I like this idea of Pocket Photos. Not pictures of pockets, but just whip the phone out and take photos. These were taken in the pasture yesterday and today. Can you tell what that one is? Look below to see it from the other direction. That web stands out with the sun behind it. Sometimes these are face-height and you really don’t want to walk into that. Yesterday afternoon I mowed three paddocks that the sheep had grazed. I will irrigate tomorrow and I hope that by mowing the tall dallisgrass stalks that are left after I move the sheep it will give more opportunity for the annual grasses to start growing. The recent rain started some germination but I think that this last irrigation should bring up more. At one point the mower stopped working. Fortunately Dan had just got home. He doesn’t usually work on the tractor in teacher clothes–it’s pretty hard to stay clean around tractors and barns. Speaking of barns, see that cement? That used to be a wall that created a doorway in the ram pen. This small area with cement walls is the “whiskey barn” because we were told that whiskey was stored here during Prohibition. The only reinforcement in these cement walls seems to be a few strands of barbed wire running through them. No rebar. I don’t know if the rams pushed this by rubbing or if one of them hit it when he was fighting. The rams are feisty. This ewe is obviously in heat because she hung around the outside of the ram pen all day. This is the second day in a row that the rams have broken the electric wire that runs around the inside of their pen. That coincides with the second day that the ewes have been directly across the fence here. Tonight I moved the rams to a more secure location. We have to get through a couple more days without mishap. On Friday one of them will go to Lambtown for the sheep show and the other is sold and will be picked up this weekend. After Lambtown the remaining ram and a new one (as soon as I can get him) will be put with the ewes.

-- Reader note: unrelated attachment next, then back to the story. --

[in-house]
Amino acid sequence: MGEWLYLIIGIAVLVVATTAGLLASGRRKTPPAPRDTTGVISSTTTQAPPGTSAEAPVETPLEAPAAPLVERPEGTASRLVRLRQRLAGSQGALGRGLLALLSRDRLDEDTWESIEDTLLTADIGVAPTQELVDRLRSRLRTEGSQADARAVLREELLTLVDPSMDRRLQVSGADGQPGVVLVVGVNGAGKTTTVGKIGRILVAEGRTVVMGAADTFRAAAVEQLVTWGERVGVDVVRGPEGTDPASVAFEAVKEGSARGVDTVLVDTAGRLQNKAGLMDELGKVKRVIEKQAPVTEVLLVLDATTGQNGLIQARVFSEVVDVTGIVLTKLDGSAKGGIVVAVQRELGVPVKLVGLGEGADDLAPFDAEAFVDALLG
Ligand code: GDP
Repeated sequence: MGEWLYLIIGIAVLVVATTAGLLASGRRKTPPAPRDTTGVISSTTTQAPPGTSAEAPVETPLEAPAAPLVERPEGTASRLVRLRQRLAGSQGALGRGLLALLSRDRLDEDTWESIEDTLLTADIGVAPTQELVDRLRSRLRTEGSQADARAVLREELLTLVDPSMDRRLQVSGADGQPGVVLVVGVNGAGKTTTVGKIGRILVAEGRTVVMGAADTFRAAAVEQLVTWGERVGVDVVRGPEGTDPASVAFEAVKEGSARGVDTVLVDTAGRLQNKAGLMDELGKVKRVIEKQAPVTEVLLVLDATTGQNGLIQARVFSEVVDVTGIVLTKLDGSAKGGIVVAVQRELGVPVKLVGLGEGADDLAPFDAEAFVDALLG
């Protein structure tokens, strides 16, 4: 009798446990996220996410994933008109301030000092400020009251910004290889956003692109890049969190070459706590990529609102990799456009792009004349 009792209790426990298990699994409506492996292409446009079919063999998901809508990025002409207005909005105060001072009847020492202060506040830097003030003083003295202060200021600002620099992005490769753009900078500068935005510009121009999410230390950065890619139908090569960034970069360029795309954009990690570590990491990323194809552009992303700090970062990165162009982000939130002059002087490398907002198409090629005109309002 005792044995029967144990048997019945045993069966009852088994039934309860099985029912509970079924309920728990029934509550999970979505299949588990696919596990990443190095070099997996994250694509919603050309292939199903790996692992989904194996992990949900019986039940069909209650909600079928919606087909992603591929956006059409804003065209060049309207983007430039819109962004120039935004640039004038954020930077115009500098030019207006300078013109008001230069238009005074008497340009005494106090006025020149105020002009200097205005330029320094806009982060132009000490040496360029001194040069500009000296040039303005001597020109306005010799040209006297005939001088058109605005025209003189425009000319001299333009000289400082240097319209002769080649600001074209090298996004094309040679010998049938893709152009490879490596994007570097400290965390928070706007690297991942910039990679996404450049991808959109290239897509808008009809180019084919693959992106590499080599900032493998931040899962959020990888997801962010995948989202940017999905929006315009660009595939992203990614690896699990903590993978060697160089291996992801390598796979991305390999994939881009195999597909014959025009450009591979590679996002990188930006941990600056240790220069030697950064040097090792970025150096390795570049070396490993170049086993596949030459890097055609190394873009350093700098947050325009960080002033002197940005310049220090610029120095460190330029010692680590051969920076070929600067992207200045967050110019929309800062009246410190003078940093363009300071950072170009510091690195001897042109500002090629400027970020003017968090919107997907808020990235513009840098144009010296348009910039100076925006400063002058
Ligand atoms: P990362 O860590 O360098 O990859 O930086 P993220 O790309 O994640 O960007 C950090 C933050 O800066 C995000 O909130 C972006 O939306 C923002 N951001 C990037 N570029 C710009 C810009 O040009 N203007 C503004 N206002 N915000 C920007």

This afternoons’s job was to weed-eat the ditches in preparation for irrigating tomorrow. Not only will the water flow better for more effective irrigation but we are working hard with the Mosquito Abatement District to minimize mosquito propagation. That means getting the water off the fields and out of the ditches as quickly as possible once irrigation is finished. We recently bought a trash pump to help with that as well. This is the ditch at the north end of the pasture after weed-eating the north side of it (looking east). This is after I cleaned up the south side of that ditch (looking west). This ditch is at the south end of the property before (looking east)……and after (looking west). I used 3 tanks of gas and had to add more string to the weed-eater to get through this. The sheep don’t mind me working while they graze.